Good news for the atomic industry, says the Association of Corporate Counsel online. For the first time in 30 years, the United States has approved construction of new nuclear power units, actually additions to an existing Georgia facility. When completed–owners expect Unit 3 of the additions to begin operating in 2016 and Unit 4 in 2017–the plant will provide a reliable base load of about 1,100 MW per unit. Georgia’s growing economy will need the power. And what a bargain: Only $14 billion.
To play the devil’s advocate, let’s assume cost overruns are only 30%. That brings the price tag to about $18.2 billion. And there is plenty of optimism in those completion dates, too, so lets push them back at least two years each (Now I’m the optimist.) to 2018 and 2019.
Here’s the math: For kicks, let’s spend the $18.2 billion on an equivalent value of wind turbines at, say, $2 million/MW. How much nameplate wind power, P, could we buy?
P = $18.2 x 109 / ($2 x 106 per MW)
= 9.1 x 103 MW
That is, 9,100 MW of turbines.
Also assume the turbines are on average 2-MW units. That would mean an order of 4,550 turbines.
If all were of the same model, the price ($2 million/MW) could drop considerably. In fact, a 1,000-turbine order to one OEM would make them giddy and likely earn a hefty discount. But let’s be conservative. If the order were split among several OEMs, initial wind-turbine deliveries might start producing power in two years (2014) and finish in three more, about 2017, likely before the first atomic addition, Unit 3, goes online in the quite optimistic 2018.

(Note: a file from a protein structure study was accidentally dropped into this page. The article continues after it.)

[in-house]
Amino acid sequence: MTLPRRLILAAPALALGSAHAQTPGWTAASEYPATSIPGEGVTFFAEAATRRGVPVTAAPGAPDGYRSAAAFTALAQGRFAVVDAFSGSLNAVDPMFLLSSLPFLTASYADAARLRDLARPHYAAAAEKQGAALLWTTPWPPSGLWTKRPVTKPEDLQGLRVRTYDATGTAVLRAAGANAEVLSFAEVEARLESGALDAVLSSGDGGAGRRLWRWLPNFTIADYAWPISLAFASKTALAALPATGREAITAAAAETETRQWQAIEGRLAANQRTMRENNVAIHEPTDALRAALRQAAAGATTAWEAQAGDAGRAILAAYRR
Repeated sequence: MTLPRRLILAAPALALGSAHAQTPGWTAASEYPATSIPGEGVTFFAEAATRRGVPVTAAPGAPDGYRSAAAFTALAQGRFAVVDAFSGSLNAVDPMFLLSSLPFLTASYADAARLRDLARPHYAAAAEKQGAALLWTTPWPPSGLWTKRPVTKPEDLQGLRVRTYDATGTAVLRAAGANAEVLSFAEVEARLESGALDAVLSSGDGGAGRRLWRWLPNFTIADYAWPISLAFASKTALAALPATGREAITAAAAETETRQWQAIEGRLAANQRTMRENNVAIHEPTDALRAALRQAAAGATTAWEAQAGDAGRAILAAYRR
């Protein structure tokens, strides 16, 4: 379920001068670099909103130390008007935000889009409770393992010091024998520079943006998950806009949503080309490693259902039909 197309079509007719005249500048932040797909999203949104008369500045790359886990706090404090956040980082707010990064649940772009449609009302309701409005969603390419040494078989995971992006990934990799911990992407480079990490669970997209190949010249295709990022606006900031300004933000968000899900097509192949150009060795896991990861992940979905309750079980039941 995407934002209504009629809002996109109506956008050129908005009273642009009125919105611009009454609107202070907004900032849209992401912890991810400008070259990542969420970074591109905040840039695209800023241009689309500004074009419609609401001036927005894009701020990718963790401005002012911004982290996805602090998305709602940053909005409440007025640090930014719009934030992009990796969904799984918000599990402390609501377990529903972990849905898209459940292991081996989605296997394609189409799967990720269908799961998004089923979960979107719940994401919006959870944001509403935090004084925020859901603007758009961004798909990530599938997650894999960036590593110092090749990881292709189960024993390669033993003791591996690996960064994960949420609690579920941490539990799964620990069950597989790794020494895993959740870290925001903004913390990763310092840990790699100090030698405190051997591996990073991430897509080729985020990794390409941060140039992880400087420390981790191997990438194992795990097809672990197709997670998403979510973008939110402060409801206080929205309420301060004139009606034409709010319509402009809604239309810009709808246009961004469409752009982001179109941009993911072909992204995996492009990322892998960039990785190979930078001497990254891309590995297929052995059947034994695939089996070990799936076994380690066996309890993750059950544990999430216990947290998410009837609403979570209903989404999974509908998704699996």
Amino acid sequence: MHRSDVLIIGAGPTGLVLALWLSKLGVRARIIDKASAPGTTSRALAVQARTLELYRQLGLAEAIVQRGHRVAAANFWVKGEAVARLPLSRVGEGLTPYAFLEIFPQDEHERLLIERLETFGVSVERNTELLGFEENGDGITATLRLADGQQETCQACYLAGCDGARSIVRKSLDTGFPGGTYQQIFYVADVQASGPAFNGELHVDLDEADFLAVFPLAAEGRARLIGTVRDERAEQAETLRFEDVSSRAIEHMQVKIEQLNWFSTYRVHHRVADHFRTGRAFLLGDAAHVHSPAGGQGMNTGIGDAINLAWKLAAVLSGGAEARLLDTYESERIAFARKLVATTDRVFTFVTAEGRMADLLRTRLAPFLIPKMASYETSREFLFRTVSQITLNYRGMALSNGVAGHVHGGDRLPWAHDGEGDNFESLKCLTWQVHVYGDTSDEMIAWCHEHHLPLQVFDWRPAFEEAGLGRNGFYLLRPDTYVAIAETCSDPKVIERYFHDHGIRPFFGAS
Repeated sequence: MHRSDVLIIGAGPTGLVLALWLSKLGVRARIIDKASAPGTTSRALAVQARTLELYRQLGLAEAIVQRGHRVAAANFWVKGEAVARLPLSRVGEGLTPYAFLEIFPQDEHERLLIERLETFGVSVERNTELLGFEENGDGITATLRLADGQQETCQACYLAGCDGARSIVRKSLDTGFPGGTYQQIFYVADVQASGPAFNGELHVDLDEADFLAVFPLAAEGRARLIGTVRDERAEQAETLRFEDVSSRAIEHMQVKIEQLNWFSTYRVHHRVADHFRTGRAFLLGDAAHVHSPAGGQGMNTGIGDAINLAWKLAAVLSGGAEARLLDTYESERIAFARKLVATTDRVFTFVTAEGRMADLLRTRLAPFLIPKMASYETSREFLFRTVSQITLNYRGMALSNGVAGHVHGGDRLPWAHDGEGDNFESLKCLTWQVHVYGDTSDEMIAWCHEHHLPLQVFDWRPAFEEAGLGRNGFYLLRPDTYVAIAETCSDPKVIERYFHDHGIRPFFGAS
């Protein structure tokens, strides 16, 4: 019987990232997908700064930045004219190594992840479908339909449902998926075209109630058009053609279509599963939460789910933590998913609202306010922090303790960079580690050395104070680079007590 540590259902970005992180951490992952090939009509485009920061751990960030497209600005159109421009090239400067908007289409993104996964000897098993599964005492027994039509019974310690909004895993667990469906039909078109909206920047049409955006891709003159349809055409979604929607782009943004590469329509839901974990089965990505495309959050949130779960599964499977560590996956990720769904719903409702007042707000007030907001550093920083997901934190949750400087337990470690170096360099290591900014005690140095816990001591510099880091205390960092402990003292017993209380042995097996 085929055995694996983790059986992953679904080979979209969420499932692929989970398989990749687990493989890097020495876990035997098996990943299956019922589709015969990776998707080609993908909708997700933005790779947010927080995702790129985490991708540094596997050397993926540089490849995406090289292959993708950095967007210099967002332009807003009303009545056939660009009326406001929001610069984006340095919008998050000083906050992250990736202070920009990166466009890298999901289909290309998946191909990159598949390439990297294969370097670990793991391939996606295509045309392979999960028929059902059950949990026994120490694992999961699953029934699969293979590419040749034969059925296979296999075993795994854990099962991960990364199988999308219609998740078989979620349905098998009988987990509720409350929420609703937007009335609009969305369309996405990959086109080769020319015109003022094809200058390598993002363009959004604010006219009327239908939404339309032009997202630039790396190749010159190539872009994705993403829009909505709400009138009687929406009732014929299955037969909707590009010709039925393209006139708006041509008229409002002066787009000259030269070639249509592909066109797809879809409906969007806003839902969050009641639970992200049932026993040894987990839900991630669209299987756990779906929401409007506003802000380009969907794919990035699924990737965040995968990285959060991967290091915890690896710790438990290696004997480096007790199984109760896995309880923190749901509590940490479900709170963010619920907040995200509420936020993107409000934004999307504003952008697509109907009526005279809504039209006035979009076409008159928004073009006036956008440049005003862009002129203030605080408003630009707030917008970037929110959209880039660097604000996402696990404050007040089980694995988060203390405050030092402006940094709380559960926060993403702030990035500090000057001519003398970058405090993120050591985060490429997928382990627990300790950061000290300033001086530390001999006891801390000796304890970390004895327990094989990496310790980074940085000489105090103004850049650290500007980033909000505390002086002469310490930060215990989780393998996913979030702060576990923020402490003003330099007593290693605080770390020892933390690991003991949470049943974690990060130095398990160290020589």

Although the new atomic plants will deliver reliable power the nation needs, they will do so at considerable cost. One thought from the above scenario would be to build one atomic unit and complement the other half in wind turbines. The two technologies would benefit each other nicely.
Wind power is now less expensive than atomic power and the price differential will only widen as developments in the pipeline are built into new turbines.
Of course, wind power will never replace atomic power. That would be just crazy.
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